dosterberg@iowapolicyproject.org

Monopoly power without regulation

With few watching, backroom efforts produce unforeseen blows to public utility oversight

Editor’s Note: This post updates a previous post by David Osterberg, “New blows to public accountability,” about features of a proposal to weaken regulation of Iowa electric utilities.

A version of this piece appeared as a guest opinion in The Gazette, Cedar Rapids

170118_capitol_170603-4x4A bill scheduled for debate the week of February 26th in the Iowa Senate would remove the public’s principal check on monopoly power of the state’s regulated electric utilities.

Utilities are permitted monopoly status for economic efficiency. It would be difficult, and expensive, to set up two or more competing electric or gas utilities to serve one community, with separate lines connecting homes and businesses. In exchange for a monopoly presence in a given area, privately owned utilities are subject to community scrutiny and state regulation of their rates and services.

Senate File 2311 would remove a significant share of oversight from electric utilities. Presently the Iowa Utilities Board (IUB) oversees MidAmerican Energy and Alliant Energy. This protects customers, who have no choice as to which company brings them electricity.

It is ironic that legislators would threaten a structure that works and promotes economic development. Iowa has some of the lowest energy rates in the nation (third- or fourth- lowest depending on the year). At the same time, this state has been developing one of the strongest clean energy economies. These features make Iowa a big draw for certain industries — a far more attractive reason to locate here than the tax breaks offered by so many states.

Under the proposed bill, many policies that have led to Iowa’s cost-effective clean energy leadership would disappear, especially energy efficiency programs mandated almost 30 years ago by the Iowa Legislature, which require utilities to file energy efficiency plans every five years.

Without regulation, monopolies could profit by producing more power, rather than helping customers save energy. They could unfairly treat customer-generated solar and wind energy and discriminate in favor of their own energy generation.

Left to their own preferences, monopolies might charge the smallest users more. Alliant proved this in its last rate increase filing. The Alliant plan would have increased the cost of residential electricity by about 10 percent while increasing the mandatory fixed charge just to hook up by 30 percent. The plan was designed to put more costs on those who use less, including those with low-income, essentially penalizing customers who have used the utility rebates to buy efficient appliances or those who generate solar energy.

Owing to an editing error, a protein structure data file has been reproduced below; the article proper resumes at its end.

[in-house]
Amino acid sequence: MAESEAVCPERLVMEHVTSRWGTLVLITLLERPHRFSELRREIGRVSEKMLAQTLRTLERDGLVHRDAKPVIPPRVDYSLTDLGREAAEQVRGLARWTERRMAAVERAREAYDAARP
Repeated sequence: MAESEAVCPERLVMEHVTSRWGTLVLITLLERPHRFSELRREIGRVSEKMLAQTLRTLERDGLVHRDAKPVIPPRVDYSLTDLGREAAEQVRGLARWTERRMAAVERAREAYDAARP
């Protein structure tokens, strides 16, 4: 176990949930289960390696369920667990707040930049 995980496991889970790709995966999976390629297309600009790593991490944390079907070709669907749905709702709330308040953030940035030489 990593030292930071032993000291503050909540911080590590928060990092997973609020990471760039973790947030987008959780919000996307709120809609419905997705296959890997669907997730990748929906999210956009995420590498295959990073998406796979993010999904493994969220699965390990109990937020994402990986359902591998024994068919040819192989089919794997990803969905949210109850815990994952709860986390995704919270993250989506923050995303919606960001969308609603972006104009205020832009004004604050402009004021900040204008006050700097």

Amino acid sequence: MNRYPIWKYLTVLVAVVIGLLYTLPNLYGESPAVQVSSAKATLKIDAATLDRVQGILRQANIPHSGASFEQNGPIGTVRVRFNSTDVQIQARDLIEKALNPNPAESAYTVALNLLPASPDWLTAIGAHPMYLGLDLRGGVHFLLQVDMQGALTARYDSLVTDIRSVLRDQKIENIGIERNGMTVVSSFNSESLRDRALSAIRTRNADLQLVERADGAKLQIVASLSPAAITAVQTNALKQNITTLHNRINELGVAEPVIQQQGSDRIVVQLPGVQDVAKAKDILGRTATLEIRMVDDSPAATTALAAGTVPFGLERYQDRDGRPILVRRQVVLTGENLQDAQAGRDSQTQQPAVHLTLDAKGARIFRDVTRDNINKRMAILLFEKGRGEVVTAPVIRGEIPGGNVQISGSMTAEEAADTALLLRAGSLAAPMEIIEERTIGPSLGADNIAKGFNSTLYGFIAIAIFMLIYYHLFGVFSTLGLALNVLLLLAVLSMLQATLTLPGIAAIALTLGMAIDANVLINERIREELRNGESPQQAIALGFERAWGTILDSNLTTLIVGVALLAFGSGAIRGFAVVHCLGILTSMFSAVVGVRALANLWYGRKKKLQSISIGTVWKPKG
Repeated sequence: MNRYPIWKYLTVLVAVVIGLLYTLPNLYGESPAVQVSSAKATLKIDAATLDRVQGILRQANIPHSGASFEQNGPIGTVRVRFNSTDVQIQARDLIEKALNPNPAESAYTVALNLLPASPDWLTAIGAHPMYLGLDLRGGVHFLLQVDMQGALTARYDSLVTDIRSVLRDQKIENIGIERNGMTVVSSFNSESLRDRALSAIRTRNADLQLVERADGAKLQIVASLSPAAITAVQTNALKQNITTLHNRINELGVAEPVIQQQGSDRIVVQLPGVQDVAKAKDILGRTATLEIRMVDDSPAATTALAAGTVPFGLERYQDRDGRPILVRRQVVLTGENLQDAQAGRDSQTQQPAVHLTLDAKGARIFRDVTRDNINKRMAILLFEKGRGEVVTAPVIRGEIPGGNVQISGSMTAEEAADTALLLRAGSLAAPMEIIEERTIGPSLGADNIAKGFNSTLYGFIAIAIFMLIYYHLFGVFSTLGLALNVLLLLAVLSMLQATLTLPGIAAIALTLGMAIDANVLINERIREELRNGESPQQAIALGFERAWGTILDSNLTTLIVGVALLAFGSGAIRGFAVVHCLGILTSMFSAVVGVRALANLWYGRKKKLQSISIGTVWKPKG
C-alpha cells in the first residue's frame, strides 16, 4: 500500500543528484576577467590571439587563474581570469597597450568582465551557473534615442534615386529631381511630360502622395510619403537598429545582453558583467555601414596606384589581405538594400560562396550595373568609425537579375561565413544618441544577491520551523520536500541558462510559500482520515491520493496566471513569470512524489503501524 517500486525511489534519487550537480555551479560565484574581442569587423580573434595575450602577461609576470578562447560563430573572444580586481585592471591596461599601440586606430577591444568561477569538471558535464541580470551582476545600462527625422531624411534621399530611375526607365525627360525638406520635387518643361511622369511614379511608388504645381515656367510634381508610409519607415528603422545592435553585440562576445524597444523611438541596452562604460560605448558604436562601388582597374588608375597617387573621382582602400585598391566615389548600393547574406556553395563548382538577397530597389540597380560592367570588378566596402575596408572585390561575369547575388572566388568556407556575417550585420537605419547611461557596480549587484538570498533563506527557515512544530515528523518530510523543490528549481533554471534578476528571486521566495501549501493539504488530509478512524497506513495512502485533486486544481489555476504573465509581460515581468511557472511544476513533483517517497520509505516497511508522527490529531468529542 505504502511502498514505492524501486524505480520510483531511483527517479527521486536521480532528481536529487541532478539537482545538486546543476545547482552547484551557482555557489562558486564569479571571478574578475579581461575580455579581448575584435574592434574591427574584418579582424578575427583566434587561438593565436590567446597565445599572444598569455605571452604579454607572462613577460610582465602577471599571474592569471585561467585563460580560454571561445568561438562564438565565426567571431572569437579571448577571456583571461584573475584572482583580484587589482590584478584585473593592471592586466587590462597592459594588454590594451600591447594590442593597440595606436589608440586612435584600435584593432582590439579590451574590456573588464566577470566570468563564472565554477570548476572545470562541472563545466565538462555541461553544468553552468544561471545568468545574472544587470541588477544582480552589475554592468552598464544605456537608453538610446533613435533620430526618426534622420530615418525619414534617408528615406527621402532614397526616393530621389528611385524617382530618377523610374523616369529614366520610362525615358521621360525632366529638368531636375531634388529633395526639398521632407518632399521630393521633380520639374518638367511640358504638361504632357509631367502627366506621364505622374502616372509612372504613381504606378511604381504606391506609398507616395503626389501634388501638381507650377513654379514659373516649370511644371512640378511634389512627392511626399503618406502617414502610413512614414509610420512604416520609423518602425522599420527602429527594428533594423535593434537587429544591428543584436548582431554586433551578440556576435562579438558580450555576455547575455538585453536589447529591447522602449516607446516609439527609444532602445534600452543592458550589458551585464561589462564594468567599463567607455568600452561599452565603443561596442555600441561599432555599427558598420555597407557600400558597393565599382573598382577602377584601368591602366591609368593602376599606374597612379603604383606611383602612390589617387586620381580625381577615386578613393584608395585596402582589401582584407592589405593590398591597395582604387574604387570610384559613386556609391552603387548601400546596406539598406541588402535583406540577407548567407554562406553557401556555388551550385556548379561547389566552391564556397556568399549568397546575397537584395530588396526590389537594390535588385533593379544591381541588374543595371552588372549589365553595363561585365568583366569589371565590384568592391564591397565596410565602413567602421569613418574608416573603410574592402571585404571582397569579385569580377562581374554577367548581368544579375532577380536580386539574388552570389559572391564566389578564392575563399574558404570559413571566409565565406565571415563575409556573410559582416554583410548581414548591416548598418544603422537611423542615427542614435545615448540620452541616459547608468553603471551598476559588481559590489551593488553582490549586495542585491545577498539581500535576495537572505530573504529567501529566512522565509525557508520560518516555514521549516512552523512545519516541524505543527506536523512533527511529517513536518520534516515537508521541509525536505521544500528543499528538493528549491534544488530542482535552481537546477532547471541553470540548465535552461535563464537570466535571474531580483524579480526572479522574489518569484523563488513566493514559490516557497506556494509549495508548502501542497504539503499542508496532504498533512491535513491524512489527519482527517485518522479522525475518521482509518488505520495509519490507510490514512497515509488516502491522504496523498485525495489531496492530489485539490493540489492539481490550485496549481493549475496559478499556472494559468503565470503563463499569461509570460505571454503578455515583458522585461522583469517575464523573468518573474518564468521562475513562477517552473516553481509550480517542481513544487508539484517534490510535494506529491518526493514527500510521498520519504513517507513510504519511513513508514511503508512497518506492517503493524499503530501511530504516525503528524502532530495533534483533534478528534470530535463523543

But because Alliant needed permission from the IUB to raise rates, this rate scheme was reviewed and ultimately not allowed. Instead, the energy charge and the mandatory fixed charge were allowed to increase by roughly the same percentage.

SF2311 would reduce this longstanding oversight on all utilities, shifting costs and risks to their customers. Alliant could discriminate against solar customers by putting them in a separate rate category so they could be assessed a higher fixed charge. This could shut down solar firms and cost many of the state’s 700 solar jobs. The changes threatening the energy efficiency industry endangers even more jobs — more than 20,000.

The forces behind this bill lessen public oversight and public accountability. They would change Iowa law in ways never promoted publicly in the last legislative campaigns.

160915-59170_dox35x45David Osterberg, a former state representative (1983-95), is professor emeritus of occupational and environmental health at the University of Iowa, and co-founder of the non-partisan Iowa Policy Project.

dosterberg@iowapolicyproject.org